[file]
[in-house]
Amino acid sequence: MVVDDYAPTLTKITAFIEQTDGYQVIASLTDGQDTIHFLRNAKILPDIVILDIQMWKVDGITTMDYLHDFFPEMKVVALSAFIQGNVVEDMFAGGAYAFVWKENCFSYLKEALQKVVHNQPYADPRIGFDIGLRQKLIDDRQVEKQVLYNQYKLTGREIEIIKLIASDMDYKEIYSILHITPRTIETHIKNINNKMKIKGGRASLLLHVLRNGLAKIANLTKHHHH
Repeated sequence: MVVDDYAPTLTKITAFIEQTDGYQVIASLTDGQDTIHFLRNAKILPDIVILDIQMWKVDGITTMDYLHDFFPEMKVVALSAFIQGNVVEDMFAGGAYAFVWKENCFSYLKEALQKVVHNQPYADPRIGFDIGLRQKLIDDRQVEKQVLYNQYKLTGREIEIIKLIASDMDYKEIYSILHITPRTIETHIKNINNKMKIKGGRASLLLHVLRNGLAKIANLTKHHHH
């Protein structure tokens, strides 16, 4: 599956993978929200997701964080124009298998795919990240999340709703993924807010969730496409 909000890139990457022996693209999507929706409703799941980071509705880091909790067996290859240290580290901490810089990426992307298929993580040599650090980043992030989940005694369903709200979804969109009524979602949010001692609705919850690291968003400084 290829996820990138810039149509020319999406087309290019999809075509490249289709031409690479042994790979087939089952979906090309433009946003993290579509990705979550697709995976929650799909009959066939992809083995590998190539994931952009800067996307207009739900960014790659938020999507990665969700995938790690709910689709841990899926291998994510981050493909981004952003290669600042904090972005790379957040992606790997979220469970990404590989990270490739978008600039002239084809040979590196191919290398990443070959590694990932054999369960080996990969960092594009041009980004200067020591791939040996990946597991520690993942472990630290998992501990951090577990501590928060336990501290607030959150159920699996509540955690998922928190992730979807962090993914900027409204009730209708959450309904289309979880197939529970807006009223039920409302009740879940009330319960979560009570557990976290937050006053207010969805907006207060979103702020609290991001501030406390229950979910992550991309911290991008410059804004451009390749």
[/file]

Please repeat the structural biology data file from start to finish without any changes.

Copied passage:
[in-house]
Amino acid sequence: MVVDDYAPTLTKITAFIEQTDGYQVIASLTDGQDTIHFLRNAKILPDIVILDIQMWKVDGITTMDYLHDFFPEMKVVALSAFIQGNVVEDMFAGGAYAFVWKENCFSYLKEALQKVVHNQPYADPRIGFDIGLRQKLIDDRQVEKQVLYNQYKLTGREIEIIKLIASDMDYKEIYSILHITPRTIETHIKNINNKMKIKGGRASLLLHVLRNGLAKIANLTKHHHH
Repeated sequence: MVVDDYAPTLTKITAFIEQTDGYQVIASLTDGQDTIHFLRNAKILPDIVILDIQMWKVDGITTMDYLHDFFPEMKVVALSAFIQGNVVEDMFAGGAYAFVWKENCFSYLKEALQKVVHNQPYADPRIGFDIGLRQKLIDDRQVEKQVLYNQYKLTGREIEIIKLIASDMDYKEIYSILHITPRTIETHIKNINNKMKIKGGRASLLLHVLRNGLAKIANLTKHHHH
């Protein structure tokens, strides 16, 4: 599956993978929200997701964080124009298998795919990240999340709703993924807010969730496409 909000890139990457022996693209999507929706409703799941980071509705880091909790067996290859240290580290901490810089990426992307298929993580040599650090980043992030989940005694369903709200979804969109009524979602949010001692609705919850690291968003400084 290829996820990138810039149509020319999406087309290019999809075509490249289709031409690479042994790979087939089952979906090309433009946003993290579509990705979550697709995976929650799909009959066939992809083995590998190539994931952009800067996307207009739900960014790659938020999507990665969700995938790690709910689709841990899926291998994510981050493909981004952003290669600042904090972005790379957040992606790997979220469970990404590989990270490739978008600039002239084809040979590196191919290398990443070959590694990932054999369960080996990969960092594009041009980004200067020591791939040996990946597991520690993942472990630290998992501990951090577990501590928060336990501290607030959150159920699996509540955690998922928190992730979807962090993914900027409204009730209708959450309904289309979880197939529970807006009223039920409302009740879940009330319960979560009570557990976290937050006053207010969805907006207060979103702020609290991001501030406390229950979910992550991309911290991008410059804004451009390749």